Jack Ma makes first trip outside China since running afoul of Beijing
Jack Ma is holidaying in Spain, according to two people familiar with his travel plans, marking the Chinese internet tycoon’s first confirmed trip outside China since he ran afoul of the country’s financial regulators late last year.
The Hong Kong-traded shares of Alibaba, Ma’s ecommerce group, rose as much as 9.2 per cent on Wednesday morning.
Ma has made only a handful of low-key appearances in China since the initial public offering of Ant Group, his online finance platform, was blocked by President Xi Jinping in November, shortly after the tycoon publicly criticised Chinese financial regulators in a speech.
Before travelling to Europe, Ma had been in Hong Kong, where he has a home, according to one of the people familiar with his itinerary, as well as another person with knowledge his movements. One of the people said Ma was spending time in Spain on his luxury yacht Zen in Port d’Andratx, Mallorca.
Ma’s overseas trip was first reported by the South China Morning Post, which is controlled by Alibaba. The Hong Kong newspaper said he was on a “study tour” of Spanish agricultural regions and businesses.
A spokesperson for Alibaba declined to comment. Ma could not be reached for comment.
Alibaba was hit with a record fine of $2.75bn in April for alleged monopoly abuses. Meanwhile, Ant Group is undergoing a central bank-ordered restructuring that could help revive its IPO plans but at a valuation below what it almost secured in November. If it had gone ahead, Ant’s $37bn planned IPO would have been the world’s largest.
Over recent months Chinese regulators have turned their focus to Didi Chuxing, the ride-hailing group, and other technology companies that control vast troves of sensitive data.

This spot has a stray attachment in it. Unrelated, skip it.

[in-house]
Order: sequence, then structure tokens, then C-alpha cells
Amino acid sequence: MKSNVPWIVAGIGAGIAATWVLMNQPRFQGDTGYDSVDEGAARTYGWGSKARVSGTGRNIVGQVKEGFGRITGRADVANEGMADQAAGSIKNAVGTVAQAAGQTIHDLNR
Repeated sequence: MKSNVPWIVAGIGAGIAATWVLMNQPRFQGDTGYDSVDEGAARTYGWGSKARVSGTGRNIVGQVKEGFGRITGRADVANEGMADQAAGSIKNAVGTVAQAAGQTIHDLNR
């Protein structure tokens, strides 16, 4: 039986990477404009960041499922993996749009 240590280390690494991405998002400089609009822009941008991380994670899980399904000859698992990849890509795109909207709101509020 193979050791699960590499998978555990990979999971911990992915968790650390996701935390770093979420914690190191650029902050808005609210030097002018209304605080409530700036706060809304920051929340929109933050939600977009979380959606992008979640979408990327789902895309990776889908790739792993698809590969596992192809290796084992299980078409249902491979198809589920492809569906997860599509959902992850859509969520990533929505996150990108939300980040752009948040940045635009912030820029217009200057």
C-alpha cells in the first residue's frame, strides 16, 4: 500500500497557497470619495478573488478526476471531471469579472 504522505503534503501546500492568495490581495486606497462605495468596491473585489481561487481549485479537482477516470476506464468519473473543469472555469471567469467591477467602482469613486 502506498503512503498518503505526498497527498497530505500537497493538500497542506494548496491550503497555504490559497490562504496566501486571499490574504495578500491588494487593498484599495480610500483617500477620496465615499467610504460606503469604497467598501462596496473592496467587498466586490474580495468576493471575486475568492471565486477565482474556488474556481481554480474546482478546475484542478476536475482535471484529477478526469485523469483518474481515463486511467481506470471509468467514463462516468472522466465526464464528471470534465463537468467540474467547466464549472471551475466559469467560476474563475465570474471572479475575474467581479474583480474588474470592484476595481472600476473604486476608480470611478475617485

Didi angered Xi’s administration by proceeding with a $4.4bn IPO in New York despite official concerns about its data security practices. It is currently the subject of a multi-agency review of its operations and has been temporarily barred from signing up new users pending a completion of the probe.
Xi has also moved on from his regulatory scrutiny of China’s biggest private-sector technology groups to launch a broader campaign aimed at delivering “common prosperity” and reducing social inequality in the world’s second-largest economy.
The campaign has included the enforcement of strict new borrowing limits for property developers that has driven Evergrande, one of China’s largest real estate firms, to the brink of insolvency.
Ma and other leading Chinese technology entrepreneurs have pledged billions of dollars to the common prosperity campaign. In early September, Alibaba said it would contribute Rmb100bn ($15.5bn) to the effort — matching a similar pledge by its biggest rival, Pony Ma’s Tencent Group.
Ma’s first public appearance after Ant’s cancelled IPO was in January for an annual event organised by his rural education charity. At the time Ma said he and his colleagues had “become more determined to devote ourselves to education and public welfare”.